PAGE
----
Years after my father passed away, it donned on me a lesson he taught me about music, but never put into words…

“Don’t let a song pass you by without letting it do what it is going to do for you.”

In this, and in this fast paced world where we always seem to be on our way to the next thing, it has caused me to pause and be present.

Being wired to noise 24/7, lets be honest, being present is hard.

Why are we in such a hurry?

One of the most profound meetings I have had with anybody over the past decade was with a Portlander by the name of Gary Smith, SJ. Gary is a member of the Oregon Province of the Society of Jesus and has spent his ministerial life in service to the poor and marginalized. In 2009 he celebrated 50 years as a Jesuit during his Jubilee Year.

His books Radical Compassion: Finding Christ in the Heart of the Poor and They Come Back Singing: Finding God with the Refugees had gotten my attention and I just felt like I would really love to connect with him and find out more about the man behind his experiences.

One morning, I had my chance over a coffee at a place called Tom’s in SE Portland.

The conversation was rich, real, refreshing, and challenging. But, it was his last words to me that moved me most.

When we were walking out the door, Gary, who had walked to our meeting was saying his goodbye when I offered to give him a ride home, it was his response to my offer that still causes me pause to this day…

“No thanks… I think i’ll just walk back and think about our conversation.”

In this and like in song, how often do we not let conversations go by without letting them do what they are going to do for us?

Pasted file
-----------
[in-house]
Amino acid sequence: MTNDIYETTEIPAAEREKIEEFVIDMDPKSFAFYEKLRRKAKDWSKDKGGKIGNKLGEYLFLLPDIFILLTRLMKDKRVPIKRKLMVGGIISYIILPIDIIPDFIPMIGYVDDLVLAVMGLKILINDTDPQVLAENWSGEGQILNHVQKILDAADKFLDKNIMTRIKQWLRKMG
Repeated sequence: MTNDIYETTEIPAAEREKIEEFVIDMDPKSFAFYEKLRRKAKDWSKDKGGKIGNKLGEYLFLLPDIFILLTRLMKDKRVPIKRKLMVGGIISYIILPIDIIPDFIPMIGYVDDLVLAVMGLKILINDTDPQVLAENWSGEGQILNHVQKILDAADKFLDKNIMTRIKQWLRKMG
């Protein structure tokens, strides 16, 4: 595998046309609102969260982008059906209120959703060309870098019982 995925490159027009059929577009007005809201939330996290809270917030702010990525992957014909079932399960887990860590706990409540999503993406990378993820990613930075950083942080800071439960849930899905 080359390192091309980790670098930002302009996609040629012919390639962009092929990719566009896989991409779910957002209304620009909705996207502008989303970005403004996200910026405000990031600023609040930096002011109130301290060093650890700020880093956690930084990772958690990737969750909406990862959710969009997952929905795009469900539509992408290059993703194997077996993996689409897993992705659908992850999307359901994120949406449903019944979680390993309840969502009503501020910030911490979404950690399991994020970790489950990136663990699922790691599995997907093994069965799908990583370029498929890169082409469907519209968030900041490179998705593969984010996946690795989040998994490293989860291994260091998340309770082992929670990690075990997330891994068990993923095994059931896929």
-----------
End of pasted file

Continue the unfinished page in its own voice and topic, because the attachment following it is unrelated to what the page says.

Seriously, how often?

With this, [and I’m speaking to myself] how much are we missing out in life by living in such a way?

I know we think we are being efficient or multi-tasking. Maybe for the short term, that is.. and that’s a big maybe. But, I am beginning to believe that in living in such a way, we are actually just cheating ourselves out of life and all that comes with it that make it truly rich.

My recent trips have further cemented this thought process as the pace in some of these places are so different. It’s like we have lost the all too important ability to ponder.

After visiting Nairobi, Dubai, and Beirut recently, my return trip landed me at O’Hare in Chicago. In this, I will never forget what I felt when I stepped off that plane and re-acclimated myself to that which we have all too often become.

Hustlers… not ponderers.

Don’t get me wrong, there is a time and a place for the hustle, but when the hustle dominates are time leaving us no time to ponder… what happens then to perspective?

I shared with a friend recently seeking counsel on what to do in life a few ideas that pertain to this:

1. Be present

2. Do the next right thing

But, try not to begin doing the next right thing before you are done being present in the current right thing. Lest, the next right thing may just become the next wrong thing because you lack that which you should have just experienced and pondered that would have given you the wisdom to do the next right thing… the right way.

Perspective is a great thing. Don’t lose out on it by not letting it do what it is going to do for you… if only you would have given it a fighting chance.

Besides, when you are already on to the next thing before you have left the current thing… it shows, and you know what? You’re better than that and the people you are with deserve better than that. And to be frank… the people that will encompass that next right thing are expecting that which is better than that.

Life is once. Make it count.

Perspective is waiting for you, don’t pass it by.

Its funny how something so simple can end up being so profound.